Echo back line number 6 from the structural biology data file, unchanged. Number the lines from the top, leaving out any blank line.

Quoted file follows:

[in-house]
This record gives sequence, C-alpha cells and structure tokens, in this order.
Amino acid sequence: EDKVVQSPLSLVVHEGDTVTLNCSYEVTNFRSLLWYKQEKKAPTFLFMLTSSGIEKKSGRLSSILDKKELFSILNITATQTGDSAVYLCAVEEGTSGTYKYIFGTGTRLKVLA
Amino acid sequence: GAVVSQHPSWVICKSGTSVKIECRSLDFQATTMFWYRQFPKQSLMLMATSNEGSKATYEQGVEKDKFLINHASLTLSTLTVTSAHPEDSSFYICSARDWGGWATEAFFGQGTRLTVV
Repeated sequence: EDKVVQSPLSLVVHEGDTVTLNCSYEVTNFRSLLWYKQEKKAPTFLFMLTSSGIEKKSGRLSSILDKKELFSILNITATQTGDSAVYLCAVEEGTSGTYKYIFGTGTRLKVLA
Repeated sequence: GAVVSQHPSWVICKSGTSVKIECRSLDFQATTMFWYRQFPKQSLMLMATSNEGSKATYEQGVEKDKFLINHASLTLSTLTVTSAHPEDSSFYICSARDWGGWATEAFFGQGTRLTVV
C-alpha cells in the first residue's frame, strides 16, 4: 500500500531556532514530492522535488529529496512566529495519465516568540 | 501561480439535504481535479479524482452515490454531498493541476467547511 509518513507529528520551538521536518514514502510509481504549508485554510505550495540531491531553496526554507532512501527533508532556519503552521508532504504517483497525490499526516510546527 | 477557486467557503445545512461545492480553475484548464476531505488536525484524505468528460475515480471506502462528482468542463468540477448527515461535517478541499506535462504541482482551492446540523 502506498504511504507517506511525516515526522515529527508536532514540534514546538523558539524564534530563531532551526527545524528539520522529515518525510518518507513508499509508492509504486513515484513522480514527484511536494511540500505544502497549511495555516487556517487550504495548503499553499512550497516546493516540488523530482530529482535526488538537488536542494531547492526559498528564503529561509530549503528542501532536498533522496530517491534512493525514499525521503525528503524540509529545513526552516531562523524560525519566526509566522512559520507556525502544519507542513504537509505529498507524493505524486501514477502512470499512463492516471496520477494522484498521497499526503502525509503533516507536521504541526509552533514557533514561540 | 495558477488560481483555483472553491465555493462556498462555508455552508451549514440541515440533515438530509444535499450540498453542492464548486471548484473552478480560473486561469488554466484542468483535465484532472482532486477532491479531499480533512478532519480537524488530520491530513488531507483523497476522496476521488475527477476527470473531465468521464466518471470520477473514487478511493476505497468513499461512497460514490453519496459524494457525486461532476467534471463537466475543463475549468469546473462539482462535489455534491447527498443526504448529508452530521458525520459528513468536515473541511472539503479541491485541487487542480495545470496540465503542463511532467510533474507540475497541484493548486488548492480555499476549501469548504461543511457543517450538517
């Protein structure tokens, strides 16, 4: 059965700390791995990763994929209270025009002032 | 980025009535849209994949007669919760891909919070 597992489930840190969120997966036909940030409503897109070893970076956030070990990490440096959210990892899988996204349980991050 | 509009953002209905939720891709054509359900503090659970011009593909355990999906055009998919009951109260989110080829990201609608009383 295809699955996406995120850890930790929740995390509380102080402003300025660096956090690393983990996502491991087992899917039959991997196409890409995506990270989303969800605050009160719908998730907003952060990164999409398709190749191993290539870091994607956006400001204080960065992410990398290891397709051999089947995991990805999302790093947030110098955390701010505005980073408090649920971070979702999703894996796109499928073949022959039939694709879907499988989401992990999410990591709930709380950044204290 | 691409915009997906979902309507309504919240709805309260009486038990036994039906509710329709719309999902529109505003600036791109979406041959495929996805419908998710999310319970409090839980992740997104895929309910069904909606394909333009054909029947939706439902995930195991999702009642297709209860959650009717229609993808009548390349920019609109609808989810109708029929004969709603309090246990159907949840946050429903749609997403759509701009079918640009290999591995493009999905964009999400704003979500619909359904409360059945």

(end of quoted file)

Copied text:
Repeated sequence: GAVVSQHPSWVICKSGTSVKIECRSLDFQATTMFWYRQFPKQSLMLMATSNEGSKATYEQGVEKDKFLINHASLTLSTLTVTSAHPEDSSFYICSARDWGGWATEAFFGQGTRLTVV